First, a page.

You need lots of fuel for the boiler all year so in the summer you are still burning wood or fuel of some type. On top of that most of the heat energy is wasted due to poor heat ex-changers.

    #5929
    Tolik
    Tolik
    Survivalist
    member10

    I love the idea of steam power , with todays technology , I’m sure they could make one that was damned efficient , and used a minimum of fuel at the same time ……………..only drawback is that all the petro companies and government corrupt , would fight to keep it off the market . Perhaps after the revolution , we can add separation of commerce and state to the constitution .

    #5938
    Malgus
    Malgus
    Survivalist
    member8

    ’74,

    What you say is absolutely true – steam is a pain.

    However, I look around here and what do I see? Water. Wood. Coal. Even though Kentucky has small amounts of oil off to the southwest, what I don’t see is the price of diesel coming down anytime soon. The nearest refinery to us is Ashland, clear over on the eastern edge of the commonwealth, right up against West Virginia…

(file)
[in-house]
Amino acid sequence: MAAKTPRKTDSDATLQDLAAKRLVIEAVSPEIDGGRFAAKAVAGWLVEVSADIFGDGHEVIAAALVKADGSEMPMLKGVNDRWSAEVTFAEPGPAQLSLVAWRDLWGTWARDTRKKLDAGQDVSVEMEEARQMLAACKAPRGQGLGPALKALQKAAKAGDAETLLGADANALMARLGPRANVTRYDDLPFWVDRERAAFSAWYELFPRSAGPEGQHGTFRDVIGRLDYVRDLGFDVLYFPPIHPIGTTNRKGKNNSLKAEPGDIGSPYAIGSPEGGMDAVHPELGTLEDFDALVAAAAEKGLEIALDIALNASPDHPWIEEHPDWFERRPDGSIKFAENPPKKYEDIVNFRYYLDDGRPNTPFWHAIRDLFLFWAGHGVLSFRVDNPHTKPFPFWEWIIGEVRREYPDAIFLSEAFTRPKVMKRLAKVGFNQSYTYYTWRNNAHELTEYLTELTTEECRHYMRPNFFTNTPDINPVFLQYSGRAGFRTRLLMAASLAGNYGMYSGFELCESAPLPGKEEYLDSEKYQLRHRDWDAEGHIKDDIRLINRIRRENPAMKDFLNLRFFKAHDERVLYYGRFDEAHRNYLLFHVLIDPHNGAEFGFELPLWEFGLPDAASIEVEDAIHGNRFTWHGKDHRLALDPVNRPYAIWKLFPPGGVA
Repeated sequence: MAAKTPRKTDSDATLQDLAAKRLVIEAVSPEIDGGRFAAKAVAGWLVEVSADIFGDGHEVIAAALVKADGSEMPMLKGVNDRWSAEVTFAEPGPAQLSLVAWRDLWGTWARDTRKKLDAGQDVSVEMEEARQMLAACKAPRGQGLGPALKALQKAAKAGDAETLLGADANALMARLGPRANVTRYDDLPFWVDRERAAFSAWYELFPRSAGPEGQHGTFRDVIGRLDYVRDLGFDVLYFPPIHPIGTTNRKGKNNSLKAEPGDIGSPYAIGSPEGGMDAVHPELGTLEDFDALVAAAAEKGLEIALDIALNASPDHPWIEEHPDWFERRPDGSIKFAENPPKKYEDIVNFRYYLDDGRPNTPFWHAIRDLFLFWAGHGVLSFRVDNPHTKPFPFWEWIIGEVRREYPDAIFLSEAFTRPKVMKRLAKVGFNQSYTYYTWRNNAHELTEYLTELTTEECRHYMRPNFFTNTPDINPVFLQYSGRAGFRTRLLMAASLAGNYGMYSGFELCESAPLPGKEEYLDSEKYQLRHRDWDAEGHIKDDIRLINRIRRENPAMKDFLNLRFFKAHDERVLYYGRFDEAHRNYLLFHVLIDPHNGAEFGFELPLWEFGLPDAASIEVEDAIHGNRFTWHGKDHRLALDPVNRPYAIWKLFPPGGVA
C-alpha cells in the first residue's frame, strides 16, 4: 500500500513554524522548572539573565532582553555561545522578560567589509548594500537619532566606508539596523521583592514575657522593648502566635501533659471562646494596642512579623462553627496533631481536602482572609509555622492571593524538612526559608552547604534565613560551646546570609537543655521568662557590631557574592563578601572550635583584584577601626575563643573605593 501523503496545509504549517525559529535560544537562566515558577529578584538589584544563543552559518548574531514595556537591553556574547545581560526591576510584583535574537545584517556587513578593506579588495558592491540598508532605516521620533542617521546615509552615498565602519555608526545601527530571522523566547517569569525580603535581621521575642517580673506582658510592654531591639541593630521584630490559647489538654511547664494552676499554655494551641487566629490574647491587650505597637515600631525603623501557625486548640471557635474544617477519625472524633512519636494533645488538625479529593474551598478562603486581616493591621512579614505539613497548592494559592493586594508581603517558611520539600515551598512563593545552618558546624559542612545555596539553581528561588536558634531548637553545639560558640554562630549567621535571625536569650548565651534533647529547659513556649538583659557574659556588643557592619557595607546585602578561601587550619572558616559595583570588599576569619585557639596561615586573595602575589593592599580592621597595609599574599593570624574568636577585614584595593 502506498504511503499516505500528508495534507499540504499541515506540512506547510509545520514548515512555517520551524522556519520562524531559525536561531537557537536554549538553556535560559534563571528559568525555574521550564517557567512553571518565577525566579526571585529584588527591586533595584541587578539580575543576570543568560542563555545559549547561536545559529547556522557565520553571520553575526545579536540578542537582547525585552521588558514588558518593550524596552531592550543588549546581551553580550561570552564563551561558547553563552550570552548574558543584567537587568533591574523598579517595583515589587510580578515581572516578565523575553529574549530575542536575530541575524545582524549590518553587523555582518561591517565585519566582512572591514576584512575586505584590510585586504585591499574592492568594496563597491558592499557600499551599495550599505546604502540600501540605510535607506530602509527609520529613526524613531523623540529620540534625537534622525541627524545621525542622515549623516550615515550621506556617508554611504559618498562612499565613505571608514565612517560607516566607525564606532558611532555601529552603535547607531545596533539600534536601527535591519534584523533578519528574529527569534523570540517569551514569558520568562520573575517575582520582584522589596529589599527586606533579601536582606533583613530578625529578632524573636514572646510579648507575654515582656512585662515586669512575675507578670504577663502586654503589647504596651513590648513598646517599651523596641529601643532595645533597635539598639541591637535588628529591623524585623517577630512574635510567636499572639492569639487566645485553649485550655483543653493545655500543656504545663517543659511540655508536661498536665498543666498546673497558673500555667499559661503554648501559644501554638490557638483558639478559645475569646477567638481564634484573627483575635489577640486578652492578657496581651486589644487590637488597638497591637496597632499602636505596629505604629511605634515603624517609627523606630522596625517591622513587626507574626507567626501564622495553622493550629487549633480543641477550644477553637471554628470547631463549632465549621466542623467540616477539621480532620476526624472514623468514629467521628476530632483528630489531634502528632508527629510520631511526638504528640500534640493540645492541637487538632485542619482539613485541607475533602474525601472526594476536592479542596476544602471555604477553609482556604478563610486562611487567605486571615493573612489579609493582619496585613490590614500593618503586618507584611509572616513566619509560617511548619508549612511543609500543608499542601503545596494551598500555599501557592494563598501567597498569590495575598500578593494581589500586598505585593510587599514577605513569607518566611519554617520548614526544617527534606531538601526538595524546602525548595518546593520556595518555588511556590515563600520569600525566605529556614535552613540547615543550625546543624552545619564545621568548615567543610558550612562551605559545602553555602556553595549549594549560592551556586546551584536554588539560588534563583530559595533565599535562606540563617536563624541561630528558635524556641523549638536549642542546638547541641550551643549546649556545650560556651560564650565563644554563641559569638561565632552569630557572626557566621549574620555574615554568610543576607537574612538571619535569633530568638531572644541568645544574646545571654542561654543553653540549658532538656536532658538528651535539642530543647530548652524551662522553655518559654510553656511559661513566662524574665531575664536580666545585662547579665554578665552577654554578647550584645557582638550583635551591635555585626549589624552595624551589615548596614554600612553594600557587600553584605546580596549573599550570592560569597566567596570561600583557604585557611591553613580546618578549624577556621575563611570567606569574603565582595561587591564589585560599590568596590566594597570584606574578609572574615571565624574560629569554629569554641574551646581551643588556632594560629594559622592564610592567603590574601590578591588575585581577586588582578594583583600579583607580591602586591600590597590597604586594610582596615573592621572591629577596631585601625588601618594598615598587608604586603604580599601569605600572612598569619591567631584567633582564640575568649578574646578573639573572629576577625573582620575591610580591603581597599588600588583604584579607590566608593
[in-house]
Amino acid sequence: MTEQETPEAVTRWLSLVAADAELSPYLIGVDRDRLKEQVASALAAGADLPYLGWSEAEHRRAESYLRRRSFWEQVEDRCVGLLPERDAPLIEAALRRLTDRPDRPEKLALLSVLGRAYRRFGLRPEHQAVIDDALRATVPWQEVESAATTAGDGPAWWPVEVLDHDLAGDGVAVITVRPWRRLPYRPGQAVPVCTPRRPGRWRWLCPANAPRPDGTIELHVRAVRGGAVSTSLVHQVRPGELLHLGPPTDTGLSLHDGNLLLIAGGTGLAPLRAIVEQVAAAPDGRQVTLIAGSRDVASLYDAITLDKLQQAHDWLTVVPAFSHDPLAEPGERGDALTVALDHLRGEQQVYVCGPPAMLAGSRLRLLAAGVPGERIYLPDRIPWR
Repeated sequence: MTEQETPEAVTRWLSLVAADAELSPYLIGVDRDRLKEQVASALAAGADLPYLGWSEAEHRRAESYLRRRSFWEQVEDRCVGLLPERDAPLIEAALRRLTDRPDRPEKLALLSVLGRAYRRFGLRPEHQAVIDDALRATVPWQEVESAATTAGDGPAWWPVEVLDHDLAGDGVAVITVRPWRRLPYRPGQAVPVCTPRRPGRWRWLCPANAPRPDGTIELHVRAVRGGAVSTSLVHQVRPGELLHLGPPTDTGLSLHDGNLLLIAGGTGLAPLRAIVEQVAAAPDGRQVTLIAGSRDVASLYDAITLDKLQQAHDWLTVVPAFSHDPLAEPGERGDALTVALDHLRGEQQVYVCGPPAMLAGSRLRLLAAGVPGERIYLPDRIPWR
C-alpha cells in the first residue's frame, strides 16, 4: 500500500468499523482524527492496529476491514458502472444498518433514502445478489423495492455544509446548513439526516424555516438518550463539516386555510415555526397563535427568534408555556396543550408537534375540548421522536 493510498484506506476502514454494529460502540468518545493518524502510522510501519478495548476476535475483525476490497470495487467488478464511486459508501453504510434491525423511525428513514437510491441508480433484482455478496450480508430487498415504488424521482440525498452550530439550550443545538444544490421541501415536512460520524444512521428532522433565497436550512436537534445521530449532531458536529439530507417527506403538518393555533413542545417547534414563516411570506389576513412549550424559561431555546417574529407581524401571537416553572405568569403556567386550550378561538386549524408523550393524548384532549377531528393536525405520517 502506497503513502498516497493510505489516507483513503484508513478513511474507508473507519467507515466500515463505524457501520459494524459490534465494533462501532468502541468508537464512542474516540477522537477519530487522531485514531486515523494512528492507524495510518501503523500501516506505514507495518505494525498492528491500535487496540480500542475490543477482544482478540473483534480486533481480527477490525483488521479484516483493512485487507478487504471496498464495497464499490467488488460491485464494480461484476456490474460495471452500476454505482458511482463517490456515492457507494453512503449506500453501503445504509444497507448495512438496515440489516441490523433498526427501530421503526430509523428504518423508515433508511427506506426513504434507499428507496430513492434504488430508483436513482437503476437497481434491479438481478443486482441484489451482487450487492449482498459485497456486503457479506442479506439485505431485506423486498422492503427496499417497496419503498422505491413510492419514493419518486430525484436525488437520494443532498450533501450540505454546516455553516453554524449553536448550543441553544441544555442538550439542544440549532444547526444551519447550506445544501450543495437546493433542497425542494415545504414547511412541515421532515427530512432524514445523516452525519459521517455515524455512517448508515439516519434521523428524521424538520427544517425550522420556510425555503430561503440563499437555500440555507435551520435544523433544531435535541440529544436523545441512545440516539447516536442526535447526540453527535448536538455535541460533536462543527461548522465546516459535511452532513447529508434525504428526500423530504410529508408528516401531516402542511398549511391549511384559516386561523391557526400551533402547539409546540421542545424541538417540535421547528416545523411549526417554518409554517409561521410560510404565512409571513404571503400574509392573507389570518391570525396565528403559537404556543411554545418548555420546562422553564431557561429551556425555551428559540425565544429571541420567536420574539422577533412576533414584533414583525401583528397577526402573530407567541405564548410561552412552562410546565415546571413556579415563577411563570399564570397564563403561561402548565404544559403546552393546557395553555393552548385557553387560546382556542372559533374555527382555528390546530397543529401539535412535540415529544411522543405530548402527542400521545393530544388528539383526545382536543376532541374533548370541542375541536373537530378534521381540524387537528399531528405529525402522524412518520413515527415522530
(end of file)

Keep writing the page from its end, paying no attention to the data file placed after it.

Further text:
And how much diesel would I have to stash? 1000 gallons? 5000? If you think solar and wind power can produce enough electricity to run a turret mill and an engine lathe, well… It might be just dandy for around the house, running a mixer so you can make Margaritas or a toaster, maybe even something larger if you have enough deep-cycle marine batteries in series with an inverter…

    I’ve found a place that sells ex-military equipment. They have several big 5K and 10K diesel generators that can be mounted to a handy concrete slab… but diesel fuel is outrageously expensive. Those big gennies will make the power, sure enough, but I would have to have quite a bit of diesel stashed. Not like you can hide a 2000 gallon tank of diesel like a set of car keys… 1000 gallons of diesel X 3.75 a gallon = $3750 dollars. 5000 gallons is almost 19 grand… I just don’t have that kind of scratch…

    I dunno.. ****, 74.. now you’ve gone and harshed my mellow… created doubt where there was certainty…